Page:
tshirts folded Konmari methodKondo’s method for folding clothes is amazing. I’ve used her method with my own clothes. Everything looks beautiful. The clothes take up much less space. I think it is a bit corny to “communicate my affection” to my clothes by running my hands over each item. However, it removes all the wrinkles and helps me notice if there are stains or damage to the clothing.

Where Kondo sparks controversy: Books

Unclutterer’s Twitter timeline was abuzz with bibliophiles stressed out that Kondo was telling everyone to get rid of any books that did not “spark joy.” She may have said that. She also said, “Books are the reflection of our thoughts and values.” She wants people to ask, “Will having these books be beneficial to your life going forward?”

In other words, Kondo thinks people should keep books that they have enjoyed and still want to enjoy, and they should keep books that they have found useful and will likely still find useful in the future.

Where Kondo fizzles out: Paper

I find Kondo’s method of sorting paper too simplistic. She says there are three categories:

  • Pending — Documents to act on such as bills and correspondence.
  • Important — Documents to keep permanently such as contracts and insurance forms.
  • Miscellaneous — Documents that you refer to often such as recipes from a magazine.

In the short-term this is a quick way to separate what you need to deal with now, and what can be stored for later. In the long-term, this is a formula for cluttered, over-stuffed filing cabinets.

There are many important documents that you need to keep for an extended period of time but do not need to keep permanently. People need to develop a routine for dealing with their papers on a regular basis. See the Unclutterer series on Records and Information Management to get not only your paperwork, but your electronic documents sorted, uncluttered, and organized once and for all.

 

Tidying Up with Marie Kondo does not reveal any new or unique organizing techniques. However, it is an enjoyable show to watch. Kondo’s cheerful attitude and positive energy spreads to the families she helps.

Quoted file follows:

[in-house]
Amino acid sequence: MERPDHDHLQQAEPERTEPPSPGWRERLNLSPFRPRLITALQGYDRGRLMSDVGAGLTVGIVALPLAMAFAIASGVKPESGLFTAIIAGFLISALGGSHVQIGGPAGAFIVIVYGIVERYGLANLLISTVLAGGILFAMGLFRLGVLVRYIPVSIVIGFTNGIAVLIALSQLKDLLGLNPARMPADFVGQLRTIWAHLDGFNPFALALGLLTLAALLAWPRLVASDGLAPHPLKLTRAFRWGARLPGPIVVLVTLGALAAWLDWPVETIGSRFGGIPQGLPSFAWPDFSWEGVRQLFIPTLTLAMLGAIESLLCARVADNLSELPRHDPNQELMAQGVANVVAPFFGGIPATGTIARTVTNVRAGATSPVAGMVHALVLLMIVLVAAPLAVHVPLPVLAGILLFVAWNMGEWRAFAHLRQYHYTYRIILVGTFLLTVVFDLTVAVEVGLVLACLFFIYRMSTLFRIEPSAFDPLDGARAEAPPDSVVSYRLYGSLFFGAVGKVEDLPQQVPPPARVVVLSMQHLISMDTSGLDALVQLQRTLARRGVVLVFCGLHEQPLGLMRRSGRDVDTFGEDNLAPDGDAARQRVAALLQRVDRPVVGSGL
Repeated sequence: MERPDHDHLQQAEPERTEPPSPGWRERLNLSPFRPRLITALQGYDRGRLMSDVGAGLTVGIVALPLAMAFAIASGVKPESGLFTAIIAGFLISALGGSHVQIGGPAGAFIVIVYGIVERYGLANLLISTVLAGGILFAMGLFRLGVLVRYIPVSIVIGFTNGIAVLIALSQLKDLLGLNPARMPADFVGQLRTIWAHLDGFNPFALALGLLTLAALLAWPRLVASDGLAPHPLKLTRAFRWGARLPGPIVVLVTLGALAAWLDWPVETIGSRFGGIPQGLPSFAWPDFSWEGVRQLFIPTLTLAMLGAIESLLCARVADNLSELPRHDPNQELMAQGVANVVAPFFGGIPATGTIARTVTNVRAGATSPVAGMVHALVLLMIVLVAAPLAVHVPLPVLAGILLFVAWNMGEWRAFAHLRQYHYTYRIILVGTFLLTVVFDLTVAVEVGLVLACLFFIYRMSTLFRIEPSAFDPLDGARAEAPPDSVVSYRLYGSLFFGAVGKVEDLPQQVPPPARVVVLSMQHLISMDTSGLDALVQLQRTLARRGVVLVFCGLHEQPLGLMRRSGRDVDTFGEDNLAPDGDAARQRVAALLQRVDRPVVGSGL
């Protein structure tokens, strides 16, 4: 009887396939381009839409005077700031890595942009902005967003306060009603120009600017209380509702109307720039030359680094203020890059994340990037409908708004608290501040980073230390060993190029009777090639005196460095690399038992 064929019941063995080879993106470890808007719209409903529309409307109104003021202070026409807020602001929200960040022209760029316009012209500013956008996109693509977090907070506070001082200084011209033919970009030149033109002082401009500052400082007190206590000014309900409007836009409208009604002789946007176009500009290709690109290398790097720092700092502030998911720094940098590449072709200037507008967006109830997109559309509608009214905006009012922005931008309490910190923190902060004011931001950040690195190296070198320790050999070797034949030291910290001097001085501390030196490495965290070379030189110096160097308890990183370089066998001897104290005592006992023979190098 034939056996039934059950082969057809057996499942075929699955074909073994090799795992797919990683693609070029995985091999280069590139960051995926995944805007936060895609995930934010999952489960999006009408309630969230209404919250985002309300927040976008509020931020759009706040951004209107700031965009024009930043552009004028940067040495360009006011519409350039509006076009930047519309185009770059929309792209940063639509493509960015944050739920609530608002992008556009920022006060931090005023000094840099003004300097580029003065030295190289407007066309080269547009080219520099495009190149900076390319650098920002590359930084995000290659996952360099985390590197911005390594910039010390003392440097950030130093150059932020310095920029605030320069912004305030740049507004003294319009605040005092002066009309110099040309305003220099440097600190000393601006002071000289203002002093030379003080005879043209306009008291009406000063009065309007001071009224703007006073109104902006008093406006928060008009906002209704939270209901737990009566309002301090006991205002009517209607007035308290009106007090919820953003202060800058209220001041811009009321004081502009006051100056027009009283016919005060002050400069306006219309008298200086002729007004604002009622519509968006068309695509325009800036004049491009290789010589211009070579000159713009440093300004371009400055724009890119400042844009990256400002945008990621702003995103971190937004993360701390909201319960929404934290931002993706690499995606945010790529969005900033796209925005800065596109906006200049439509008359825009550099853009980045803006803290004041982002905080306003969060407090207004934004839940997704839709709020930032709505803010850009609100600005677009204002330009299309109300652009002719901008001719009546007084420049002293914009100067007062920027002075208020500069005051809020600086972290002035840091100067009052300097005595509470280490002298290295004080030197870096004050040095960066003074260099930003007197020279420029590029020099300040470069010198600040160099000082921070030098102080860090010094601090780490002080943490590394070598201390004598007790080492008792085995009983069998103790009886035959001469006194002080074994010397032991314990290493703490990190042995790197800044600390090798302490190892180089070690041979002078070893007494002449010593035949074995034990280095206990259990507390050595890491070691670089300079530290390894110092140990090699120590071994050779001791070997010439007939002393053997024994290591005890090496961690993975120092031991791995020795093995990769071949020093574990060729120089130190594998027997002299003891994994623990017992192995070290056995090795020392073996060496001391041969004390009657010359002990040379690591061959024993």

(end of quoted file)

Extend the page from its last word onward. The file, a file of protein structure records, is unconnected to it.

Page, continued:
We would love our readers to share their thoughts about the show. Chime in with a comment and let us know what you think.

Hiring a professional organizer


Since January is the National Association of Professional Organizer’s Get Organized and Be Productive Month, I’ve asked Geralin Thomas of Metropolitan Organizing in Cary, North Carolina, to share her insights with us on how to hire a professional organizer. For many of us, having someone coach us through the uncluttering process can be very beneficial.

If you decide to hire a professional organizer, start by looking for someone who is diplomatic, empathetic, willing to listen, non-judgmental, creative, patient, and trustworthy. Also, to ensure that the professional organizer follows ethical business practices, check your local Better Business Bureau reports and look for someone who is involved a professional organization like the National Association of Productivity and Organizing Professionals (NAPO) in the US. For professional organizing associations in other parts of the world, check the International Federation of Professional Organizing Associations (IFPOA).

It is okay to interview different organizing and productivity professionals to get a feel for who matches best with your personality. Below is a menu of questions you might consider asking when hiring someone:

  1. What are your areas of expertise? (Some possible answers may include: garages, clients with ADHD, time management, wardrobes and closets, financial matters, computer-related challenges, speaking, coaching, writing, estate liquidation, downsizing for seniors, home staging, relocation, etc.)
  2. Are you certified? Insured? (Certification is optional and not required. NAPO has many well-qualified organizers that are not certified for a variety of reasons.)
  3. Do you attend conferences or teleclasses to stay abreast of current organizing trends and techniques?
  4. Do you have local references?
  5. Do you belong to any professional organizations? (I would not hire a professional organizer who is not involved in some type of professional group or organization. To me, a professional affiliation demonstrates not only a commitment to the field but an additional way to check out that person among other business-minded individuals.)
  6. How long have you been in business? How many clients / hours have you worked?
  7. What hours do you work? What days of the week are you available? (Make sure that this person’s availability is a good match for your availability.)